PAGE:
It’s been far too long since I last saw Sam Shaber play, and when her monthly giglist/chitchat emails erupt into the mailspool - this one’s called “SamMAY ShMAYber!,” exuberance in original - I always marvel that I haven’t seen her since Way Back Then. WBT is a big time in my life right now, since Right Now is far too small to fit everyone who’s trying to squeeze into the room.
Sam’s been on a never-ending tour for the past few years, more or less, singing her wares from the end of the world to your town. This month the e-missive comes from Los Angeles:
The tour continues on - writing to you here from L.A. where I swear it rains every time I come to town and today is no exception. This is similar to the knack I have for visiting famous sites when they have scaffolding around them, like the Louvre, the White House, Buckingham Palace, even the Eiffel Tower. (That looks like scaffolding with scaffolding…)
It’s not common knowledge, but the chief domestic product of continental Europe is in fact scaffolding. When people say “Rome wasn’t built in a day,” what they mean is that they were going to build Rome in a day, but the scaffold guys had another project going over in Greece and that ran over, and then it was raining, and then there was a party at the emperor’s place and no one wanted to take on anything heavy for a couple of millennia after that. And one thing led to another, and for want of enough scaffolding, bingo, Western civilization. That’s how it happened, in case you were wondering.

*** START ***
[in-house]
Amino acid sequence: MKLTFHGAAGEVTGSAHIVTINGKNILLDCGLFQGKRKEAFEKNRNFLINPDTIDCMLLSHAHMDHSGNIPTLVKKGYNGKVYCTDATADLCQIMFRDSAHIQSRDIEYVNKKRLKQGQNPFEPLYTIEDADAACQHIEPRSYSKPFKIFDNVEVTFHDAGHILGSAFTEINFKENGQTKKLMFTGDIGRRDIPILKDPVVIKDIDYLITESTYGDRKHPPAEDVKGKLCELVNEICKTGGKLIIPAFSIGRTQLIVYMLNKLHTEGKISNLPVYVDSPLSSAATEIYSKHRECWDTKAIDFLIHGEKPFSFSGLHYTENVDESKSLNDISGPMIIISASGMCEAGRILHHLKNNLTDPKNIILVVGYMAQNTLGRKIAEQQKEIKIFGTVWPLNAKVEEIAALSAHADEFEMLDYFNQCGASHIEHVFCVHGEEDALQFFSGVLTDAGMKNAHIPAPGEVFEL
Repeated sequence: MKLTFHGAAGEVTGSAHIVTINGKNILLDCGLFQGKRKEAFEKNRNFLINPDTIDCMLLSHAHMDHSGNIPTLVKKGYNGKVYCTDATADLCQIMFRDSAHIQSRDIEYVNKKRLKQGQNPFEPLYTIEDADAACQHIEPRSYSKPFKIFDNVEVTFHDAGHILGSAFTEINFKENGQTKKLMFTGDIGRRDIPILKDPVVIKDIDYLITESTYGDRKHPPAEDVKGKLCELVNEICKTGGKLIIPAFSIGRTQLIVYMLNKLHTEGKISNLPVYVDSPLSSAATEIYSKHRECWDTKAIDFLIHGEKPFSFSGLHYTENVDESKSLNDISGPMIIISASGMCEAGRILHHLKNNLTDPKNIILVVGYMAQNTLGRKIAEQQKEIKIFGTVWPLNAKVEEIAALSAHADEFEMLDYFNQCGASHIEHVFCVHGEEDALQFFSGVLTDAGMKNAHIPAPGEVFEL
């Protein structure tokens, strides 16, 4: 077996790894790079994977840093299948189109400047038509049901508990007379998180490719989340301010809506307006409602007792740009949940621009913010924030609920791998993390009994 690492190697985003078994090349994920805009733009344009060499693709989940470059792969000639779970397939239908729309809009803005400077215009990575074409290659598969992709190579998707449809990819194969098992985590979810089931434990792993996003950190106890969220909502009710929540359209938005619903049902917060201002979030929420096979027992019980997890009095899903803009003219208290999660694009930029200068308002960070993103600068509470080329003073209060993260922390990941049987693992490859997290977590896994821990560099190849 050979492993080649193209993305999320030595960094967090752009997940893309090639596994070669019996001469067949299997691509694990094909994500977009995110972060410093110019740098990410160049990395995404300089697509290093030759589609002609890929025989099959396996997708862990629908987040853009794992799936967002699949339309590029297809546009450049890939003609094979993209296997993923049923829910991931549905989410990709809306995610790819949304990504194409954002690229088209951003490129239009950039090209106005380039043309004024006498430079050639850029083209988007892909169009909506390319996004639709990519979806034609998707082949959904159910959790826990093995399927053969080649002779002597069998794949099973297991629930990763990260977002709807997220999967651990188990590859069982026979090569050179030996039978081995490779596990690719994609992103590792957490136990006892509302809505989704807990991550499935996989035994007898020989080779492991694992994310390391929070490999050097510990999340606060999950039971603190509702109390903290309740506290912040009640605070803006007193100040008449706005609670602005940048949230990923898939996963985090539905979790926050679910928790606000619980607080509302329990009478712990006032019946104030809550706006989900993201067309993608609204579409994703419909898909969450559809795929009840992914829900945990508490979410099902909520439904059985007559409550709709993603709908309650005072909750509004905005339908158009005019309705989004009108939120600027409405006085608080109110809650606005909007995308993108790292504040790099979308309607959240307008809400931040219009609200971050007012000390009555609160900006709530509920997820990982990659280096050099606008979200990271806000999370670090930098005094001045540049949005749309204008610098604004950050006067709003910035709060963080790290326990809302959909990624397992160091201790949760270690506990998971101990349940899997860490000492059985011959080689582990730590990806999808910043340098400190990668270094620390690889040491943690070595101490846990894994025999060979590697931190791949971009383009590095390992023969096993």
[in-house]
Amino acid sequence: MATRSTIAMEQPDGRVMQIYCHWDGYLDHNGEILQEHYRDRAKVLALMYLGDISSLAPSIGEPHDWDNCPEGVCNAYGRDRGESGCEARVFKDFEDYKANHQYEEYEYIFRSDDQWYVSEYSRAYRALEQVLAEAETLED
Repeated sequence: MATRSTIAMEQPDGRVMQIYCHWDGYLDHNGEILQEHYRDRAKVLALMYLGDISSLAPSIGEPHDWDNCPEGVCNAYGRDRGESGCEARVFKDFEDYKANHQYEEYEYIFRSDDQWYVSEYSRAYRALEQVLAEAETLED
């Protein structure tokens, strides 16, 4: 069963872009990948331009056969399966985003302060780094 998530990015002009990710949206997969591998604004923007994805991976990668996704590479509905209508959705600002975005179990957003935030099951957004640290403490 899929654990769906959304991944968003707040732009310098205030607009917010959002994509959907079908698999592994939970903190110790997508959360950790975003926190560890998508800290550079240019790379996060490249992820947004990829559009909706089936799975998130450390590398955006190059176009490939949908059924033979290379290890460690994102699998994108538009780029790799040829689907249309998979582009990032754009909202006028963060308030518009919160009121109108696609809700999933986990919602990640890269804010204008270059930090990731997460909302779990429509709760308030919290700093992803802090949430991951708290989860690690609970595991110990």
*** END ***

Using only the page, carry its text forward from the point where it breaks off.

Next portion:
About the rain thing. You know that “never rains in Southern California” bit? You bought that, right? Like Sam Shaber, though, every time I go to L.A. it rains. We were out visiting Clay a few years ago and all along the beachfront the lovely locals were sporting knee-length winter coats, huddled under ponchos and slickers. The manager at the Manhattan Beach Brewing Company was scrambling up and down an A-frame ladder fixing voluptuous leaks. Houses were shooting off coastal cliffs like skee balls aiming for the Skill Shot hole.
That’s been pretty much the formula every time I fly out there - a few days of glorious gentle sun, countered by deluge and nervous Angeloonies who look around furtively and mutter about how “this never happens usually.” Don’t believe them.
I’ve also been to Seattle a couple of times in the past few years - Seattle, City of Rain. Once in summer, and once in the heart of the rainy season. And whatever the season it has always been lovely, sunny, balmy. L.A. = mostly rainy; Seattle = mostly sunny. Here’s my thinking.
I’m thinking a bunch of disgruntled L.A. people moved north to Seattle and found paradise. Golden sun and nuzzling breezes. Seafood that leaps out of the bay right up onto your dockfront table. Hop plants thick with sap so ready it’s almost beer by itself. Forgiving soft beds of yielding green grass, sturdy trees to bear up the vast clear sky. Bay and inlet, sluicing stream and lilting brook.
I’m thinking they realized that if everyone found out about this place, all of California and most of the East Coast would immediately move out there and mess everything up. So they started writing warning letters to all their friends: “Whew, sure is cold and rainy here, can’t think what possessed me to move to a place where it rains all the time and never stops raining, nope, just rain rain rain, that’s all it ever does, hold on, need to move the car before it slides down the hill, they do that you know what with ALL THE RAIN OUT HERE. How’s life in New York?” That kind of thing.
They tell us it’s nice out in L.A., hoping we’ll steer clear of Seattle. We figure it just happens to be raining while we’re visiting. Every time. Next time you’re out in Los Angeles, watch when people talk about the weather. Watch their eyes. They get this odd look and shuffle some, and they squint. “Funny,” they say. “It really never rains out here. Just when you come to visit.”
On the other hand, the last time I was in Las Vegas it rained there too. So maybe it is just me.